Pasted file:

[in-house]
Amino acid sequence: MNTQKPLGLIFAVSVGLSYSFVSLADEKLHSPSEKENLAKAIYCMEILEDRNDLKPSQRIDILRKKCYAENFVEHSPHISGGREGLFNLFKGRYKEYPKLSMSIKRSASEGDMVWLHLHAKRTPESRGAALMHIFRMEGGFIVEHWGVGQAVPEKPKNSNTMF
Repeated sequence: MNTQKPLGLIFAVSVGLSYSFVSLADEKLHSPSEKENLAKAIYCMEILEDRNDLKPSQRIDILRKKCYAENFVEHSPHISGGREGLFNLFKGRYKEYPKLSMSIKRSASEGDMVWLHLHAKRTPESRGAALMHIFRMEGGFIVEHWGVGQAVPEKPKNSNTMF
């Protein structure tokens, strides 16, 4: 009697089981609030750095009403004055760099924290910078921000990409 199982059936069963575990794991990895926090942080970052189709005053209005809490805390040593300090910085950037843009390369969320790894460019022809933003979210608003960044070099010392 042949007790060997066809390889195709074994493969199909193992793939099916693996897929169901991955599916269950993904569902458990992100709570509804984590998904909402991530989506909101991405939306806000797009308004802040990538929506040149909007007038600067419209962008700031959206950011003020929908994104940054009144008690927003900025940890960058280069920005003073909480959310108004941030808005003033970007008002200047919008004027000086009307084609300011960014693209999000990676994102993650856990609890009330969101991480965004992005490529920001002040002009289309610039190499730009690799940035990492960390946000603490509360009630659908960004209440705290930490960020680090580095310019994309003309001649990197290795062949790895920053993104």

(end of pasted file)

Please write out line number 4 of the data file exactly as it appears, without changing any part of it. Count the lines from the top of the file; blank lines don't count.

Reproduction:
């Protein structure tokens, strides 16, 4: 009697089981609030750095009403004055760099924290910078921000990409 199982059936069963575990794991990895926090942080970052189709005053209005809490805390040593300090910085950037843009390369969320790894460019022809933003979210608003960044070099010392 042949007790060997066809390889195709074994493969199909193992793939099916693996897929169901991955599916269950993904569902458990992100709570509804984590998904909402991530989506909101991405939306806000797009308004802040990538929506040149909007007038600067419209962008700031959206950011003020929908994104940054009144008690927003900025940890960058280069920005003073909480959310108004941030808005003033970007008002200047919008004027000086009307084609300011960014693209999000990676994102993650856990609890009330969101991480965004992005490529920001002040002009289309610039190499730009690799940035990492960390946000603490509360009630659908960004209440705290930490960020680090580095310019994309003309001649990197290795062949790895920053993104």